Perhaps nothing captures the levels of personal incompetence and lack of self-respect in Britain than the fact that young men of the lowest social class are about half as likely to die in prison as they are if left at liberty. In prison, though adult, they are looked after, at least in a basic way, and told what to do. They are no longer free to pursue their dangerous and crudely self-indulgent lifestyle, in which distraction is the main occupation. In prison they receive the health care that, though it is free to them under the National Health Service, they are not responsible enough to seek when at liberty. In short, they do not know, because they have never been taught, how to live in a minimally constructive fashion, though they were certainly not born ineducable.
One cannot help wondering to what extent Dalrymple’s bleak diagnosis of his country also applies to the United States.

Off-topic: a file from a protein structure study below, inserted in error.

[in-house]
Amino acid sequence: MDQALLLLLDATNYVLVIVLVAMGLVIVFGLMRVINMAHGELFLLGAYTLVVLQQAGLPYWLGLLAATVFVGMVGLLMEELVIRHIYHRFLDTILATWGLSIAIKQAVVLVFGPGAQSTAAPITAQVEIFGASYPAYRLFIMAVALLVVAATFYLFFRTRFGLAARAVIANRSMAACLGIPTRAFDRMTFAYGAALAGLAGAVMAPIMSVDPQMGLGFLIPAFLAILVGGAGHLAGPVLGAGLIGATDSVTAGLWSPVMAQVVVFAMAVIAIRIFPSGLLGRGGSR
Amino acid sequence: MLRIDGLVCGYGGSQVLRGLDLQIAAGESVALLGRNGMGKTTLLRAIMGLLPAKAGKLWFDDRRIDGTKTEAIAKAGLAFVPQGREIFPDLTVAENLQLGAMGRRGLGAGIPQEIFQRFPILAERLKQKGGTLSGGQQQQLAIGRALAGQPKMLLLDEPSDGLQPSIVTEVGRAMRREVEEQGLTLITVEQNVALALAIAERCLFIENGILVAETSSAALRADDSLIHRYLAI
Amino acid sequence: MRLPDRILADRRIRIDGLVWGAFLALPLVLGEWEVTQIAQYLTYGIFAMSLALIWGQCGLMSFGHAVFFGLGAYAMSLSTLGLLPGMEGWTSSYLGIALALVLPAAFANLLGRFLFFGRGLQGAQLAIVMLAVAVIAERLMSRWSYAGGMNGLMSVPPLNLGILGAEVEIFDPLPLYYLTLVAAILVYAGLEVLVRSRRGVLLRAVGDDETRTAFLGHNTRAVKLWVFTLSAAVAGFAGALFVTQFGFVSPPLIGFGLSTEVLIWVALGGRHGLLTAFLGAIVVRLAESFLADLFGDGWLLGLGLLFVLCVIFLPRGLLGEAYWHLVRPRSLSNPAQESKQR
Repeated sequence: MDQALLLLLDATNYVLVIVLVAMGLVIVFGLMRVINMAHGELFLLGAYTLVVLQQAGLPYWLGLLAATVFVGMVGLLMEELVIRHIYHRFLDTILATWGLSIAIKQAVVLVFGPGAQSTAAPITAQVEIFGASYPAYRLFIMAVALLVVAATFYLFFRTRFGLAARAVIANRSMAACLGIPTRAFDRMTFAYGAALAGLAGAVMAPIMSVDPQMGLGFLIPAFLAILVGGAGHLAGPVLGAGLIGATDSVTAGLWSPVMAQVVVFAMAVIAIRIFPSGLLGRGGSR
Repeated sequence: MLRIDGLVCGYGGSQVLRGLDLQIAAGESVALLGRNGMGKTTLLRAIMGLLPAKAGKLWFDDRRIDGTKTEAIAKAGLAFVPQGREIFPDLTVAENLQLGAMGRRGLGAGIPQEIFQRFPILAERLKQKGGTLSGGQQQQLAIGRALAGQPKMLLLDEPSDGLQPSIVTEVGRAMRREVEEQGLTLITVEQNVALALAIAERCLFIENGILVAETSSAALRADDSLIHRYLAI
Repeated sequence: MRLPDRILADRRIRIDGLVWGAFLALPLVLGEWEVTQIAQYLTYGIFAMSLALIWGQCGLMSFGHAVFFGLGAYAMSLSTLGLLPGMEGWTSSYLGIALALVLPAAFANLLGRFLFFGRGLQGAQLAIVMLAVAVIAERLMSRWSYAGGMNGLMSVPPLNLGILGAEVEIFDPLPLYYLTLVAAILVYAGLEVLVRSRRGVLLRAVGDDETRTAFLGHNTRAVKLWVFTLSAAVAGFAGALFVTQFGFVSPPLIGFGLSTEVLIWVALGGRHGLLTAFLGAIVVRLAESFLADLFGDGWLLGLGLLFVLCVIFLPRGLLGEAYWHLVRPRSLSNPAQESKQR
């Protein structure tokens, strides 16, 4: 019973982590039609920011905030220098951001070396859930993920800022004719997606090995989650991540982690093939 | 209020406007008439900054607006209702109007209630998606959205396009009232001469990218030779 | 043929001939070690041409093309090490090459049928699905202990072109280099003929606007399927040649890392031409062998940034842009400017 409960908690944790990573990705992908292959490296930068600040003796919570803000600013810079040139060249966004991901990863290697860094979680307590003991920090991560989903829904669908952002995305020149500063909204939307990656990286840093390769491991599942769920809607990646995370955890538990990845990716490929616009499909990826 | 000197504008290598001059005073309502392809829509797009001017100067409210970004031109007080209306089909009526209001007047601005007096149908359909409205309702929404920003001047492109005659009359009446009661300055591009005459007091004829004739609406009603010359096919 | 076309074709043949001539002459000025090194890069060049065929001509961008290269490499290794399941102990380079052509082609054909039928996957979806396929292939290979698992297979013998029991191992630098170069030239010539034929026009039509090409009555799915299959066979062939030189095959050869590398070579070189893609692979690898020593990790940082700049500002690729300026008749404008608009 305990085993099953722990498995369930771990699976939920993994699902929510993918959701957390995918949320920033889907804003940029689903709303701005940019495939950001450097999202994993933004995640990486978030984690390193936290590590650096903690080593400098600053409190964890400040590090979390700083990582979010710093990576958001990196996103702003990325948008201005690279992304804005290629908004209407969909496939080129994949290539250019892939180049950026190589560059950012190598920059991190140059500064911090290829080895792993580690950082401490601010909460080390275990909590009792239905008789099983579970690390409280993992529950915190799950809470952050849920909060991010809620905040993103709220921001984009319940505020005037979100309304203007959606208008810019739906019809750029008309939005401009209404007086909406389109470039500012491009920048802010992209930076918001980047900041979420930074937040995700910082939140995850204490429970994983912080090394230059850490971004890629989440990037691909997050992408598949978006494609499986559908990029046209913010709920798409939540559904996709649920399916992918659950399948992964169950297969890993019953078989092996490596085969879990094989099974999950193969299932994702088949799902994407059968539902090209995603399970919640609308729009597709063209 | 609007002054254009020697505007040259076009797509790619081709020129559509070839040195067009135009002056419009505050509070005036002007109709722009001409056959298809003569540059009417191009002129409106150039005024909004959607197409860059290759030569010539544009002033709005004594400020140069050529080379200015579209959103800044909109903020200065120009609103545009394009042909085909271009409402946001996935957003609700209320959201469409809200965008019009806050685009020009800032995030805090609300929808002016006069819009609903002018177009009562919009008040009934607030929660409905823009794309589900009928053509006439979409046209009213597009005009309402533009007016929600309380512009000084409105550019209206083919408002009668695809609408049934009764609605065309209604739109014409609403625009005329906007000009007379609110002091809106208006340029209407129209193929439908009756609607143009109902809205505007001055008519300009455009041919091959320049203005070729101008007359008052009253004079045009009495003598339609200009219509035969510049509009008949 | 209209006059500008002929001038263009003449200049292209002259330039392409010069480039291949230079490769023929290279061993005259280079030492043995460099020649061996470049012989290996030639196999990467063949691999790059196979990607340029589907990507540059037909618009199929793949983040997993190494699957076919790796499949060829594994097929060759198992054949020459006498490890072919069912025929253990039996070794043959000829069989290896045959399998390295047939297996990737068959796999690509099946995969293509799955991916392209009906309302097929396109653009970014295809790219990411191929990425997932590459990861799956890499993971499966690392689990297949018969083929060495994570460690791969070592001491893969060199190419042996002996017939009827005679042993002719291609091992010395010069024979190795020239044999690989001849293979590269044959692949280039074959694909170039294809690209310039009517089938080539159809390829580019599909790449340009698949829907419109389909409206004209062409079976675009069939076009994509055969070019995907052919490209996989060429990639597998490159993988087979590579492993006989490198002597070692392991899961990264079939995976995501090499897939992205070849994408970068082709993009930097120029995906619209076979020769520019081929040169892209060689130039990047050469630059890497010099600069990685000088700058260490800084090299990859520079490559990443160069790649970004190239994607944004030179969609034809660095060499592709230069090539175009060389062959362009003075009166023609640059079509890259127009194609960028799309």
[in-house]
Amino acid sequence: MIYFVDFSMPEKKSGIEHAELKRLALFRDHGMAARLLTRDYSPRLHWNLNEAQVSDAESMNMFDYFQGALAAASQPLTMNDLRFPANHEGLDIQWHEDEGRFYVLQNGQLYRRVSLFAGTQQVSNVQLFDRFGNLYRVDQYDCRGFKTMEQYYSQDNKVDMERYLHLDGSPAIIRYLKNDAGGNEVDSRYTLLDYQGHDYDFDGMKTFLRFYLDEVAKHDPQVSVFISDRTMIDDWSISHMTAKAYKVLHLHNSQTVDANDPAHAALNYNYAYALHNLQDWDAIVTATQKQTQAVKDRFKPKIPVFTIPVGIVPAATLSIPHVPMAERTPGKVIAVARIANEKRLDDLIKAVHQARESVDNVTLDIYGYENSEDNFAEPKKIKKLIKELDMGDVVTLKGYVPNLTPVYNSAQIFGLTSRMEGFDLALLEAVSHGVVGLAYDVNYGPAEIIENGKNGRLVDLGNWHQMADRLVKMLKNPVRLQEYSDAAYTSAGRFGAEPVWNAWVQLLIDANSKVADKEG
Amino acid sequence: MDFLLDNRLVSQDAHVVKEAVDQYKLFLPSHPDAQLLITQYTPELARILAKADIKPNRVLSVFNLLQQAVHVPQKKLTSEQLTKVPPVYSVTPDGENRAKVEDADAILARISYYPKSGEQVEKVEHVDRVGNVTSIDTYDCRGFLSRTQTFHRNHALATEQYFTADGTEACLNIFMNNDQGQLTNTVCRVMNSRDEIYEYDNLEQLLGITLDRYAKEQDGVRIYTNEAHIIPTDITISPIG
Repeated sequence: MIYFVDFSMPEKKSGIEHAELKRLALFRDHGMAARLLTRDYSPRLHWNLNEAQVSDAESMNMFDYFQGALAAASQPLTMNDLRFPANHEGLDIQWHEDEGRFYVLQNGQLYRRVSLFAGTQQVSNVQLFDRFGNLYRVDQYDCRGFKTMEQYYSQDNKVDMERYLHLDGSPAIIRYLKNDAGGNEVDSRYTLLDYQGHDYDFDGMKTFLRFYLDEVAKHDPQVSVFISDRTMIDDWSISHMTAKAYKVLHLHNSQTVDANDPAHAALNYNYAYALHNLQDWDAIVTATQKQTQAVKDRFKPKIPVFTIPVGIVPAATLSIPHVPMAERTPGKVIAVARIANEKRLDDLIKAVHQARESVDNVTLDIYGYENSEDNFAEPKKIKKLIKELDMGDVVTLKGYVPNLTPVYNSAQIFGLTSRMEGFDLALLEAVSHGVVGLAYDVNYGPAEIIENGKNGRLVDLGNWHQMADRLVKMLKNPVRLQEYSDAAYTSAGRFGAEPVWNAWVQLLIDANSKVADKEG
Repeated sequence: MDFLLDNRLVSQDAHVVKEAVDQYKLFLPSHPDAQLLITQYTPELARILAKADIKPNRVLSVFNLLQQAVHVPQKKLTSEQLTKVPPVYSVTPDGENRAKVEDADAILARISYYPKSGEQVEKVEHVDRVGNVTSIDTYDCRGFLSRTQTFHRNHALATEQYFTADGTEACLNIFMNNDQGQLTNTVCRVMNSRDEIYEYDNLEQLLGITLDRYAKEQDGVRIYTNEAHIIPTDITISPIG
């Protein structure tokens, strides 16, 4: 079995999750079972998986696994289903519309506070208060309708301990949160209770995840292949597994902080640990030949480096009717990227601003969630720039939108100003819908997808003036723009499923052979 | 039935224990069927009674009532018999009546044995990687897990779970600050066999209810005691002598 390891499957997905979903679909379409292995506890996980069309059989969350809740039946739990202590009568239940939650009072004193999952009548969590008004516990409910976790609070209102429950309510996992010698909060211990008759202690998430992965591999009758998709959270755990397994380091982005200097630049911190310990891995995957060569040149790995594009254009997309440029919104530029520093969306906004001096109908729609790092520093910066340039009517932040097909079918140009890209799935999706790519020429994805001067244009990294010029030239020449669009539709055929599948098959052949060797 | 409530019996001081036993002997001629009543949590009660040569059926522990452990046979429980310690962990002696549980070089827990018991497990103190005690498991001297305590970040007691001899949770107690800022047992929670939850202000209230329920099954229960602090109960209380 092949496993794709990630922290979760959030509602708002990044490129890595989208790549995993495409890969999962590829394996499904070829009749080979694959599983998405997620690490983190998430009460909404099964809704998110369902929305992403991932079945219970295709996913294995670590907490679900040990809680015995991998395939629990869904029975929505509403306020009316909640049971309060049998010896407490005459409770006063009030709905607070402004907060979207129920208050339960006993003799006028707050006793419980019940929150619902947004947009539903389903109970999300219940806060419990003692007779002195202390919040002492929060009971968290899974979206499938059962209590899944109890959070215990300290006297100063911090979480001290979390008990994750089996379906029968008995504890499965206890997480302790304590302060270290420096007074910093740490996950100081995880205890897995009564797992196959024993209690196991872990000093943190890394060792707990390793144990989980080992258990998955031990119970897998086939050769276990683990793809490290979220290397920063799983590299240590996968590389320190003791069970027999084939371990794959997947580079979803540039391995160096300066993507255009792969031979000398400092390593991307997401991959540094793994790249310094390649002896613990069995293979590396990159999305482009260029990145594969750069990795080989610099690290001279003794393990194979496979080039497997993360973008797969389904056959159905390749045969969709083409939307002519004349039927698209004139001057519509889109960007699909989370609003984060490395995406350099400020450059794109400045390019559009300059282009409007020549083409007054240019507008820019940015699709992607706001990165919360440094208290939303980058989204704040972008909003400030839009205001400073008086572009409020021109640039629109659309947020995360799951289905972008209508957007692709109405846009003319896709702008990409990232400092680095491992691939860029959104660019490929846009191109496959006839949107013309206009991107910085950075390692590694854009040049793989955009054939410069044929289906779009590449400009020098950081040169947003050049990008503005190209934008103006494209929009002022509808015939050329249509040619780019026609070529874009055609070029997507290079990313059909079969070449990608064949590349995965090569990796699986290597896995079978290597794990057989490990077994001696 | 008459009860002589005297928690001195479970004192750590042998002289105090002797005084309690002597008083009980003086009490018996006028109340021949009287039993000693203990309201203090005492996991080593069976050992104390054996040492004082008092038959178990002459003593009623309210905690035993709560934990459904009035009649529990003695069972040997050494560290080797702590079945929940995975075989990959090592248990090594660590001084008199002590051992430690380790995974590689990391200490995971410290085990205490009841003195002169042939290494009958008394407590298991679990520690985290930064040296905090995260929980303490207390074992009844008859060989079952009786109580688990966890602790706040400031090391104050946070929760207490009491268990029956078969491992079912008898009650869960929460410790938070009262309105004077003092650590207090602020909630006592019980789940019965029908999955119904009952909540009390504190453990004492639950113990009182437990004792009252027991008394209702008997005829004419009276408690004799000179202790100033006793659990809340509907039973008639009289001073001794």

For example, forty percent of all births in the US are to unmarried women — a number that is far higher among blacks (72 percent) and Hispanics (52 percent) than non-Hispanic whites (29 percent). As the same problems that the black underclass has been afflicted with for generations now swamp the white underclass, we can expect those numbers to rise. If you click on the CDC map in this paragraph’s link, you will see that the states with the highest percentages of out-of-wedlock births are those with large black and/or Hispanic populations — except for West Virginia, which has a large white underclass.